In the last decade, heroin and opioid addiction have affected every community in New York State, creating a public health crisis that we have never seen before. However, some statistics show that the numbers of overdoses and deaths might be improving thanks to efforts we have made to fight back against the spread of drugs in New York State.
As a member of the Senate Majority Task Force on Heroin and Opioid Addiction, I have been working with my colleagues to examine steps that will address this crisis through enforcement, prevention, recovery and treatment. Across the state, we have held numerous forums and public hearings to listen to people combatting addiction on the front lines.
Over the years, state funding has steadily increased to fund these initiatives, including a record $247 million the Task Force successfully advocated for in this year’s state budget. Recently, the group released a report examining the success of the initiatives we have implemented to address the crisis. This report also offers recommendations for future action, including:
- Increasing resources to support the recruitment and retention of healthcare professionals trained to treat substance use disorder;
- Upgrading the I-STOP Prescription Monitoring Program to improve interstate monitoring of potential over-prescribing of opioids;
- Maximizing federal funding to help support more children at the state’s newly-established Infant Recovery Centers;
- Improve the use and collection of data to better identify, investigate, and prosecute high-volume opioid prescribers;
- Enhancing and creating appropriate criminal penalties for drug dealers who sell substances that result in death; and
- Reducing the cost of naloxone to ensure greater access to this life-saving overdose-reversal medication and enhance public education and outreach on naloxone use and expiration to ensure effective treatment; and
- Requiring enhanced treatment plans for patients after the first month of opioid use, instead of waiting until the current 90-day standard.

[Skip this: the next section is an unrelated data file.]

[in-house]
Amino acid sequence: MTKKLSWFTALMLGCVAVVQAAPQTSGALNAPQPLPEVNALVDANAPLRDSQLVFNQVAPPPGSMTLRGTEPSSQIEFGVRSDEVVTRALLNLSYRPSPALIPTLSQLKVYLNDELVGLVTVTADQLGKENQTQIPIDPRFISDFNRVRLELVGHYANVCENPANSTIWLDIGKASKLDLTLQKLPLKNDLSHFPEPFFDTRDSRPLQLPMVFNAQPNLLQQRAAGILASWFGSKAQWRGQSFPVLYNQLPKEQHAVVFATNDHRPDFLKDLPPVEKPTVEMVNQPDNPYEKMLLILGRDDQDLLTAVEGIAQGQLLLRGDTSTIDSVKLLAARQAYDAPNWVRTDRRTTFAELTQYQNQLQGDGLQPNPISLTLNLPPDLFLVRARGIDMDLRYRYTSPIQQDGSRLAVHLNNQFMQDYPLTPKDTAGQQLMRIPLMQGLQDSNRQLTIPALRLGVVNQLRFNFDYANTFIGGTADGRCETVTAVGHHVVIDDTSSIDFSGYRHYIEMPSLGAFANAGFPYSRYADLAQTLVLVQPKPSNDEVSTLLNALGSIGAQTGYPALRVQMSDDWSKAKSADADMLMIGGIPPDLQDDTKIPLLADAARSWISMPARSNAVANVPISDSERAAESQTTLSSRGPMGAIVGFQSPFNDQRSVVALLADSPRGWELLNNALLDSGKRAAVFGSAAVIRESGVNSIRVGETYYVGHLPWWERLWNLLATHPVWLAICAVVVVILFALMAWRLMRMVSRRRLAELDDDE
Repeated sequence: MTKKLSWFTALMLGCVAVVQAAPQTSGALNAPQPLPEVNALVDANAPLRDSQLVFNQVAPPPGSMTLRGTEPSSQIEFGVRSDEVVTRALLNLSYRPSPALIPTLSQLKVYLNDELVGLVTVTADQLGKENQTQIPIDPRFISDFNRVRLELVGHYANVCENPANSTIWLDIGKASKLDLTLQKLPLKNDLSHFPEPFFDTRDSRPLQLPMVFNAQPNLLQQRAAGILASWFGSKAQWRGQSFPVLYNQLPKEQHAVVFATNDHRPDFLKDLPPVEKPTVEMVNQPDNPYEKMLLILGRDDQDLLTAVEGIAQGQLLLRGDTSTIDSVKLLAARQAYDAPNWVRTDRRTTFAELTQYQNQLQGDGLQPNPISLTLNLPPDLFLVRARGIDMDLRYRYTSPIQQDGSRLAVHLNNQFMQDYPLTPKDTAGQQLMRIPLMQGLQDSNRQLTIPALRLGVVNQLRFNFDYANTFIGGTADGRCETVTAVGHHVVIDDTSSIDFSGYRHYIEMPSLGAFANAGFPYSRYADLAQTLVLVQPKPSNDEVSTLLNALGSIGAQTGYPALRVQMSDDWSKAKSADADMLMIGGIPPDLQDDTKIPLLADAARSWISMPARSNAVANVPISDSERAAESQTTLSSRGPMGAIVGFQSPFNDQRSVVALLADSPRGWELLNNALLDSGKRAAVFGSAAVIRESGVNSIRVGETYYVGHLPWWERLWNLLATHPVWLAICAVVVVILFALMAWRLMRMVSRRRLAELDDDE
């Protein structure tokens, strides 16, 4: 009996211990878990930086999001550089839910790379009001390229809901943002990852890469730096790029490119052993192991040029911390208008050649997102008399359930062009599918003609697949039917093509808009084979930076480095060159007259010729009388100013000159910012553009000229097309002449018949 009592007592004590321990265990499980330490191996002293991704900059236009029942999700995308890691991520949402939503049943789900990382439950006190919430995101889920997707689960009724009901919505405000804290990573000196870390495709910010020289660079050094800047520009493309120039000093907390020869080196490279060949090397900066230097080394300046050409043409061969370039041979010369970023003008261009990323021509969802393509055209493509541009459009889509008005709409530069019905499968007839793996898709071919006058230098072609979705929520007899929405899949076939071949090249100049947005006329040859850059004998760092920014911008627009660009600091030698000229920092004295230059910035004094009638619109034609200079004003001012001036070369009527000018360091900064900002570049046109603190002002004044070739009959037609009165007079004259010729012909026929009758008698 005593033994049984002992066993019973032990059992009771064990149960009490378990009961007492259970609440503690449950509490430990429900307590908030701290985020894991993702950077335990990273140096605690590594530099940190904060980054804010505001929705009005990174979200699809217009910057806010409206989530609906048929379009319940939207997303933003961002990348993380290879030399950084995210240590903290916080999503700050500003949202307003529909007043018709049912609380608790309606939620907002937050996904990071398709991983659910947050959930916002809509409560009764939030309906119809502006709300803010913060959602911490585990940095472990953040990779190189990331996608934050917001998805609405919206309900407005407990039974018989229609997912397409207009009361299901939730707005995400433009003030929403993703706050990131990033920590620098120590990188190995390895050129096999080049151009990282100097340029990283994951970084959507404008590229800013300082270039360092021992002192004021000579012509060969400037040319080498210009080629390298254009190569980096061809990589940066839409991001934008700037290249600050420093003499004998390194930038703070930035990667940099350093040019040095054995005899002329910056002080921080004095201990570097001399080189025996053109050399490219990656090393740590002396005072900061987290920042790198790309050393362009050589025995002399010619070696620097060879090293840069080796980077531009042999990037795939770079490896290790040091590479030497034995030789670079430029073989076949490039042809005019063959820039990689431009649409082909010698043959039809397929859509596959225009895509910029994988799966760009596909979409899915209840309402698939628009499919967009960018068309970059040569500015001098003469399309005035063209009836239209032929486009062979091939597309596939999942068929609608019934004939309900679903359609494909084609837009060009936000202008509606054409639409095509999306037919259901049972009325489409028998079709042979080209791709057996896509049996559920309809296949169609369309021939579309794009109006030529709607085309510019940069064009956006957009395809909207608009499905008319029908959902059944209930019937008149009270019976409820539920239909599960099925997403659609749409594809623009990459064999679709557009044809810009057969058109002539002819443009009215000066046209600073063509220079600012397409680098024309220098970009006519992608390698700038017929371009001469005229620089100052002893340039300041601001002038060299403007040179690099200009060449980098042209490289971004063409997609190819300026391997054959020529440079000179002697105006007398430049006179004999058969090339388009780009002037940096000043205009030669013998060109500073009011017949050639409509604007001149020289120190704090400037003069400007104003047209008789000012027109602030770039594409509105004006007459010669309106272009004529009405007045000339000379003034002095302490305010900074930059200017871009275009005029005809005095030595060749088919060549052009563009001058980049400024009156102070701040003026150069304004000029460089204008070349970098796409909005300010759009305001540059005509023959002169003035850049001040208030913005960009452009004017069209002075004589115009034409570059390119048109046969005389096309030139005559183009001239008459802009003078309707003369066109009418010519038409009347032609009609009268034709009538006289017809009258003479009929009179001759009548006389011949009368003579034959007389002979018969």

In recent years, I have been fighting alongside law enforcement and community groups to help stop the drug epidemic in Central and Northern New York. One way I am doing so is through my “Shed the Meds” drug-take back events. This year, I teamed up with local hospitals, community groups and law enforcement agencies to host events that helped collect nearly 400 pounds of expired or unwanted medications from people. These events help to ensure prescription pills do not end up in the wrong hands, as well as help protect our environment by providing an opportunity for proper disposal.
In addition, I was able to successfully advocate for Jefferson County to take part in a pilot program involving 16 county jails across the state. The jails will be provided with funding for assessment, education and counseling services for addicted inmates, along with peer support and discharge planning services, which will not only help people continue their path to recovery from substance abuse outside of jail, but cut down on arrest costs, court costs, jail costs and more. Once through the pilot phase, the Senate Task Force on Heroin and Opioid Addiction plans to push for counseling service funding for every county in New York State.
I have also been proud to support legislation that aims to crack down on drug dealers, as well as to secure funds that are helping to provide in-school drug education programs that are teaching students at a young age about the danger of addiction.
Drugs have the power to destroy lives, pull apart families and threaten the safety of our communities. That is why it is so important to continue to take steps that will crack down on illegal substances, help people break free from the cycle of addiction and protect the health and safety of people here in our region, as well as across New York State.